Two won championships in NASCAR’s pioneer years. Another was a star driver, team owner and innovator. The fourth is one of a handful of drivers to win more than 50 Cup races, and the fifth dominated pit road like few before or after.
Herb Thomas, Buck Baker, Cotton Owens, Rusty Wallace and Leonard Wood join select company tonight as they will be inducted as the fourth class in the NASCAR Hall of Fame.
The induction ceremony is scheduled at 7:30 p.m. ET at the Charlotte (N.C.) Convention Center’s Crown Ballroom. It will be broadcast by SPEED.
Thomas, Baker and Owens will be inducted posthumously.
This year’s class has solid representation from that grouped of rugged individuals who built the foundation for NASCAR in the 1950s.
Owens, who died last June at the age of 88, was a star on the barnstorming NASCAR Modified circuit in the 1950s, scoring more than 100 victories before moving on to NASCAR’s top series, where he won nine times. His first win came in 1957 on the old beach-road course at Daytona Beach, where he gave Pontiac its first series victory.
Owens moved on to become a crew chief and car owner, and won the 1966 Cup championship with driver David Pearson, a member of the hall’s second class.
“He was super on dirt … one of the better guys who raced on the dirt tracks,” said Hall of Famer Richard Petty of Owens. “When he became a car owner, he really helped the cars get better. He was a good mind in doing some new things in the sport.”
Junior Johnson, Bobby Allison, Fireball Roberts, Marvin Panch, Ralph Earnhardt, Mario Andretti and Al Unser all drove Owens-prepared cars. In 1970, Buddy Baker (whose father, Buck, goes into the hall tonight) drove the first official 200-mph lap in NASCAR history in an Owens-prepared Dodge Daytona. The speed was recorded at Talladega Superspeedway.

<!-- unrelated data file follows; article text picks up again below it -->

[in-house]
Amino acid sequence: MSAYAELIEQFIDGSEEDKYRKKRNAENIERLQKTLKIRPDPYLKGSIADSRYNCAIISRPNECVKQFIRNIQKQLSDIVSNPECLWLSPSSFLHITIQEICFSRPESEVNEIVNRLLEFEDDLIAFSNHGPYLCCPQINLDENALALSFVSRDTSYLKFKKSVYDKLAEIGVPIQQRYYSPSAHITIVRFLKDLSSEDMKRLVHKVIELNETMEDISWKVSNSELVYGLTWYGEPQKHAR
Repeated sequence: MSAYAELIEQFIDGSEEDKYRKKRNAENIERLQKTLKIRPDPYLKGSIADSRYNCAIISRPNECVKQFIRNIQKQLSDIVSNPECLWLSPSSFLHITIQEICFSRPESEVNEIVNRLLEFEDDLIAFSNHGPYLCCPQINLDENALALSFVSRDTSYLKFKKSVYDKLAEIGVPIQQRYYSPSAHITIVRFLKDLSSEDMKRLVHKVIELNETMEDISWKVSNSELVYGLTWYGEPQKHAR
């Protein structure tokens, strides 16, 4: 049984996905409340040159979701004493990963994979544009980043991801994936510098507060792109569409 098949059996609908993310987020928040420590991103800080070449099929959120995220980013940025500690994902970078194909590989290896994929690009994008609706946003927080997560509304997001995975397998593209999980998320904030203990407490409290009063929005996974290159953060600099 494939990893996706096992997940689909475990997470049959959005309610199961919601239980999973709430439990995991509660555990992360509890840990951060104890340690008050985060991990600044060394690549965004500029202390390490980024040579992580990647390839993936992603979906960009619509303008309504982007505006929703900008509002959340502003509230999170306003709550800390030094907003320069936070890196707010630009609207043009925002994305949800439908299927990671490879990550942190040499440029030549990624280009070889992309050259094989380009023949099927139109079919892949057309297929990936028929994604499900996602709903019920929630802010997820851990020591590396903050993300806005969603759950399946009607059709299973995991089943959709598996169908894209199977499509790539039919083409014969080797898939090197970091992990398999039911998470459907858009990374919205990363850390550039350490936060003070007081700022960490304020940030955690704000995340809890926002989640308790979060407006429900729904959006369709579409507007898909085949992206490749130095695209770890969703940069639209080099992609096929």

Thomas won 48 Cup races between 1951 and 1956 and was the first driver to win two Cup titles (1951 and 1953). Over a 228-race career, he had a winning percentage of 21.05 percent, a number that included three of the first six Southern 500s.
A farmer, Thomas got into racing after watching an event in Greensboro, N.C., and he moved rapidly up the ranks. He built his reputation driving Hudson Hornets built by master mechanic Smokey Yunick.
Thomas died in 2000 at the age of 77.
Baker personified the tough-guy approach that won NASCAR races and championships in the 1950s. Known for driving cars beyond the edge of their limits, he won 46 Cup races and was the premier series’ first back-to-back champion (1956-57).
Baker, who once drove buses in downtown Charlotte, raced into his 50s and won for the last time in the 1964 Southern 500 at Darlington.
He died in 2002 at the age of 83.
There were strong hints that Wallace, now 58, would have a special career when he finished a remarkable second in his Cup debut in 1980 at Atlanta.
He would drive on to 55 Cup victories and the 1989 Cup championship, all the while wrestling close friend Dale Earnhardt Sr. for the sport’s high ground.
Wallace retired from driving in 2005.
Wood, the mechanical genius behind the decades-long success of the Wood Brothers Racing team, joins his brother, Glen, the team’s founder, in the hall.
Wood was among the first crew chiefs to emphasize the speed of pit stops, and his mechanical innovations and groundbreaking work with such changes as tire stagger changed the nature of the sport.
The Woods’ cars won 96 times with Leonard Wood as crew chief. Now 78, he continues to work at the team’s shop.
Mike Hembree is NASCAR Editor for SPEED.com and has been covering motorsports for 31 years. He is a six-time winner of the National Motorsports Press Association Writer of the Year Award.